Saturday, June 18, 2005

The Dangers of Neo-Edwardianism

Majikthise makes some good points about the fact that excising the remnants of Victorian and Gilded Age elitist culture from American society is a good thing. However, we still have to be on guard for trending too far in the opposite direction. About a year ago, right before I started blogging, I posted on a subject related to this. In the post, I compare the youth or “Hook-up” (as it was dubbed in a NYT magazine article Yglesias pointed to) culture to the Edwardian culture of Gilded age Britain.

The intricate etiquette of Edwardian Britain is inverted in many ways, but just as strictly enforced, among the neo-Edwardian MTV generation as both cultures seek to maximize the utility of interaction with others. As Edwardian etiquette dictated that one must dress so as not to offend the sensibilities of others, neo-Edwardian etiquette suggests one must not dress as to give the impression that one would be offended at the appearance of others: one must appear to put no effort into one's appearance. As Edwardian etiquette dictates that banal and sexual language is to be avoided in order to give companions opportunity to exercise their higher faculties, neo-Edwardian sensibilities mandate that only banal and sexual conversation is permissible in order to minimize alienation due to incomprehension. What is missing in each case is a genuine interest in the humanity of one's companions. Whereas Edwardians used companions for stimulation and entertainment, neo-Edwardians use companions as endless fonts of approval and affirmation. This objectification is the problem with hook-up culture, not its polyamorous nature.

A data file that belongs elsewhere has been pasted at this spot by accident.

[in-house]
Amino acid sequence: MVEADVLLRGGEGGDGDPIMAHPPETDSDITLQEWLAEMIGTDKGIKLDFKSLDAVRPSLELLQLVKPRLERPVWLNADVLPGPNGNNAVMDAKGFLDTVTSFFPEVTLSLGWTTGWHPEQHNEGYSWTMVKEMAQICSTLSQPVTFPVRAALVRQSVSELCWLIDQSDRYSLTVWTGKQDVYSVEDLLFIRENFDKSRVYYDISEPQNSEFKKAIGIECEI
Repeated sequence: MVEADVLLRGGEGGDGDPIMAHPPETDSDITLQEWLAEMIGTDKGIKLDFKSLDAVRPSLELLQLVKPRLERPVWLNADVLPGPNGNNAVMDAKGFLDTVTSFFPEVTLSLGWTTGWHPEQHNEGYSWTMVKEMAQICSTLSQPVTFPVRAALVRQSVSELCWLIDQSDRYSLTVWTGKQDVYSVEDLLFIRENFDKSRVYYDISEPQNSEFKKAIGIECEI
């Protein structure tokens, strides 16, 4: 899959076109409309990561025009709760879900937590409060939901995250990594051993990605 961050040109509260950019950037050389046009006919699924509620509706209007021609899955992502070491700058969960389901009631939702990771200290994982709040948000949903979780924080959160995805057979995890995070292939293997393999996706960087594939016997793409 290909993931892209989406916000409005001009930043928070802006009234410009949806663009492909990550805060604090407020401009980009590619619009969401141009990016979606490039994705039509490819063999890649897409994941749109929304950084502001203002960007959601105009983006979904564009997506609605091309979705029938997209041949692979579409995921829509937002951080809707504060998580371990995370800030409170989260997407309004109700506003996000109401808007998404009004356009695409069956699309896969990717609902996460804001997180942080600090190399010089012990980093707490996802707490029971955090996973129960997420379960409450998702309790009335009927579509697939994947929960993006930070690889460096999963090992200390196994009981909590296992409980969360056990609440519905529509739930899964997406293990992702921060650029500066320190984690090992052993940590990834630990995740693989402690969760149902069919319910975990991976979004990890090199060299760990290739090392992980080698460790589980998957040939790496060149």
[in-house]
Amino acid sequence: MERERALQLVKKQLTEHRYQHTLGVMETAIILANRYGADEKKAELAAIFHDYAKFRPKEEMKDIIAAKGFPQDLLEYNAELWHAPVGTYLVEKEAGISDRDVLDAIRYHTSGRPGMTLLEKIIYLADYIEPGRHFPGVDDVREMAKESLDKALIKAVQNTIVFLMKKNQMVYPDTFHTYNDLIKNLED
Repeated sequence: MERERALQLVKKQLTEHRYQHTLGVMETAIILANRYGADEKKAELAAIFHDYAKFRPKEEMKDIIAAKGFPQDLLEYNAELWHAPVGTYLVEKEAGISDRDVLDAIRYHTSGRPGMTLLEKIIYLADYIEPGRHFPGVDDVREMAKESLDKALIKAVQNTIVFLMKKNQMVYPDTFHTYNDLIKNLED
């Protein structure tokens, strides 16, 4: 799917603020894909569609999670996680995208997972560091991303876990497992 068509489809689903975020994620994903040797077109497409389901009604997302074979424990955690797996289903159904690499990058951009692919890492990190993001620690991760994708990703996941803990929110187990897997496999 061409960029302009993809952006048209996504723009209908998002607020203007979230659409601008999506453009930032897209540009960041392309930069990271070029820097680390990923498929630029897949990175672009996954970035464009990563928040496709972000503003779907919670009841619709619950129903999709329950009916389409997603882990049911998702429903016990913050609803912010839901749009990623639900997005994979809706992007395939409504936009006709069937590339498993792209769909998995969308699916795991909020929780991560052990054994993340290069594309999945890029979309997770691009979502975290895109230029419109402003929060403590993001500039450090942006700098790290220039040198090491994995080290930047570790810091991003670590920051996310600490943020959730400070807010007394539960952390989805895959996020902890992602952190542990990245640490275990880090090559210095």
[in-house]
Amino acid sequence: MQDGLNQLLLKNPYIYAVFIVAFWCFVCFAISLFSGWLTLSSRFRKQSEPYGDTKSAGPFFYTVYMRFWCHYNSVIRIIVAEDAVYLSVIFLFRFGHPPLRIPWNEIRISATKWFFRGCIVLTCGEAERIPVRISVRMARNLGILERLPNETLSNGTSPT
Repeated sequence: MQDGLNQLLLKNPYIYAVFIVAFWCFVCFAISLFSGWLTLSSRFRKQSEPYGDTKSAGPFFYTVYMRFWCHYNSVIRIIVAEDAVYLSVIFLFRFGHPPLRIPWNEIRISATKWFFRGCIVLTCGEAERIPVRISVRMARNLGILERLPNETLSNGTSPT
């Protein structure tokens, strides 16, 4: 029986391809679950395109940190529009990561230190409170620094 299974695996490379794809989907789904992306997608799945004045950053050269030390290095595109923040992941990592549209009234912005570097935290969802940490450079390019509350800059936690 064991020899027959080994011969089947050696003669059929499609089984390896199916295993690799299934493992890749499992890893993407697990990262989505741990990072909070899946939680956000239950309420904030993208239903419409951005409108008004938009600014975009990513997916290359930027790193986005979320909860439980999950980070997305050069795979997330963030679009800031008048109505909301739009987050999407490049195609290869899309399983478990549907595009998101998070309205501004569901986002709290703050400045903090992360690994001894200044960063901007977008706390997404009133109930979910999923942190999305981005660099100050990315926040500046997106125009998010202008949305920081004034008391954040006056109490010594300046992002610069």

If you’re interested, read the whole thing. I try to blame Utilitarian philosophy, at least partially, and get into an argument about it in the responses.


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